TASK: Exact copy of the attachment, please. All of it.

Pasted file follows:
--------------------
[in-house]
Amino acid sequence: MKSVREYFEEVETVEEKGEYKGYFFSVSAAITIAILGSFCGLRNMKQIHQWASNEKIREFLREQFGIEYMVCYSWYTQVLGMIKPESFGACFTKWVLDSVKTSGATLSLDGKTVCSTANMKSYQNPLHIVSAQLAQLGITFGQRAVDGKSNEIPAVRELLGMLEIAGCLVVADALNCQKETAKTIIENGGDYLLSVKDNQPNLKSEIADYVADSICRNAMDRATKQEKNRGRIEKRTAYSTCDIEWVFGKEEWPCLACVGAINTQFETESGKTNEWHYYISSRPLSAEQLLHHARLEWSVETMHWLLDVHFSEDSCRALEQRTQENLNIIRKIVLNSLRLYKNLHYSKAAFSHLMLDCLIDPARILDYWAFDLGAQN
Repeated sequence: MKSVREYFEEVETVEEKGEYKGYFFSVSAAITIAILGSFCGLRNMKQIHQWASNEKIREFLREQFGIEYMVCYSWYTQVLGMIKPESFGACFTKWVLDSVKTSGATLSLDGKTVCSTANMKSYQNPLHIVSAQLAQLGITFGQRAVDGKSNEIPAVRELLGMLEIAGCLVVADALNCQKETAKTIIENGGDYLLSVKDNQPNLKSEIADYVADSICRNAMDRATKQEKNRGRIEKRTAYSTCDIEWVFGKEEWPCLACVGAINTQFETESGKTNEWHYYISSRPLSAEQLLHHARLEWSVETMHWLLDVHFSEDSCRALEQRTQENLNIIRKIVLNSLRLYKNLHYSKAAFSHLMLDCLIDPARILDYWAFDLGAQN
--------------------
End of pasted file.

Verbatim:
[in-house]
Amino acid sequence: MKSVREYFEEVETVEEKGEYKGYFFSVSAAITIAILGSFCGLRNMKQIHQWASNEKIREFLREQFGIEYMVCYSWYTQVLGMIKPESFGACFTKWVLDSVKTSGATLSLDGKTVCSTANMKSYQNPLHIVSAQLAQLGITFGQRAVDGKSNEIPAVRELLGMLEIAGCLVVADALNCQKETAKTIIENGGDYLLSVKDNQPNLKSEIADYVADSICRNAMDRATKQEKNRGRIEKRTAYSTCDIEWVFGKEEWPCLACVGAINTQFETESGKTNEWHYYISSRPLSAEQLLHHARLEWSVETMHWLLDVHFSEDSCRALEQRTQENLNIIRKIVLNSLRLYKNLHYSKAAFSHLMLDCLIDPARILDYWAFDLGAQN
Repeated sequence: MKSVREYFEEVETVEEKGEYKGYFFSVSAAITIAILGSFCGLRNMKQIHQWASNEKIREFLREQFGIEYMVCYSWYTQVLGMIKPESFGACFTKWVLDSVKTSGATLSLDGKTVCSTANMKSYQNPLHIVSAQLAQLGITFGQRAVDGKSNEIPAVRELLGMLEIAGCLVVADALNCQKETAKTIIENGGDYLLSVKDNQPNLKSEIADYVADSICRNAMDRATKQEKNRGRIEKRTAYSTCDIEWVFGKEEWPCLACVGAINTQFETESGKTNEWHYYISSRPLSAEQLLHHARLEWSVETMHWLLDVHFSEDSCRALEQRTQENLNIIRKIVLNSLRLYKNLHYSKAAFSHLMLDCLIDPARILDYWAFDLGAQN